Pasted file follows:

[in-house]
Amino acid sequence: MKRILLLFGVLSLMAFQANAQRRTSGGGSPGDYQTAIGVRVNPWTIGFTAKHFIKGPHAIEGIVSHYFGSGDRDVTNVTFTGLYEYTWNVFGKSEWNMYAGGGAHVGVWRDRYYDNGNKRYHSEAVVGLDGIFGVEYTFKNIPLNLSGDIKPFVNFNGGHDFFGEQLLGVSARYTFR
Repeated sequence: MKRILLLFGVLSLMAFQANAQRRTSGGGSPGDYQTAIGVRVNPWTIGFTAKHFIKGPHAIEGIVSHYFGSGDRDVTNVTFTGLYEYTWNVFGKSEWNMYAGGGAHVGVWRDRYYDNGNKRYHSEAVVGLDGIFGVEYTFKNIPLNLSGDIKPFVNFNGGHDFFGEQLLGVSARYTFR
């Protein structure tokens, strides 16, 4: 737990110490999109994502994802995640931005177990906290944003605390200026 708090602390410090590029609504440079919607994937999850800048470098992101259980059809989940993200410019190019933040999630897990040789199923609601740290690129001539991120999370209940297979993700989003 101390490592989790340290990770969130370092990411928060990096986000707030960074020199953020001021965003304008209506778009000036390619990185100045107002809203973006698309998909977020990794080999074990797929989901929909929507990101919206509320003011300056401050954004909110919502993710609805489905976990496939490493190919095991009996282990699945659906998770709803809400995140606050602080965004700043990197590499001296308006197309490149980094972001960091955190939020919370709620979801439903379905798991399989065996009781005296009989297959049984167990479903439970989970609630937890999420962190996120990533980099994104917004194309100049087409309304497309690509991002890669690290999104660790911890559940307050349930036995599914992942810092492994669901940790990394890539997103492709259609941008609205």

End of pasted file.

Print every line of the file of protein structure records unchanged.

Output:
[in-house]
Amino acid sequence: MKRILLLFGVLSLMAFQANAQRRTSGGGSPGDYQTAIGVRVNPWTIGFTAKHFIKGPHAIEGIVSHYFGSGDRDVTNVTFTGLYEYTWNVFGKSEWNMYAGGGAHVGVWRDRYYDNGNKRYHSEAVVGLDGIFGVEYTFKNIPLNLSGDIKPFVNFNGGHDFFGEQLLGVSARYTFR
Repeated sequence: MKRILLLFGVLSLMAFQANAQRRTSGGGSPGDYQTAIGVRVNPWTIGFTAKHFIKGPHAIEGIVSHYFGSGDRDVTNVTFTGLYEYTWNVFGKSEWNMYAGGGAHVGVWRDRYYDNGNKRYHSEAVVGLDGIFGVEYTFKNIPLNLSGDIKPFVNFNGGHDFFGEQLLGVSARYTFR
């Protein structure tokens, strides 16, 4: 737990110490999109994502994802995640931005177990906290944003605390200026 708090602390410090590029609504440079919607994937999850800048470098992101259980059809989940993200410019190019933040999630897990040789199923609601740290690129001539991120999370209940297979993700989003 101390490592989790340290990770969130370092990411928060990096986000707030960074020199953020001021965003304008209506778009000036390619990185100045107002809203973006698309998909977020990794080999074990797929989901929909929507990101919206509320003011300056401050954004909110919502993710609805489905976990496939490493190919095991009996282990699945659906998770709803809400995140606050602080965004700043990197590499001296308006197309490149980094972001960091955190939020919370709620979801439903379905798991399989065996009781005296009989297959049984167990479903439970989970609630937890999420962190996120990533980099994104917004194309100049087409309304497309690509991002890669690290999104660790911890559940307050349930036995599914992942810092492994669901940790990394890539997103492709259609941008609205």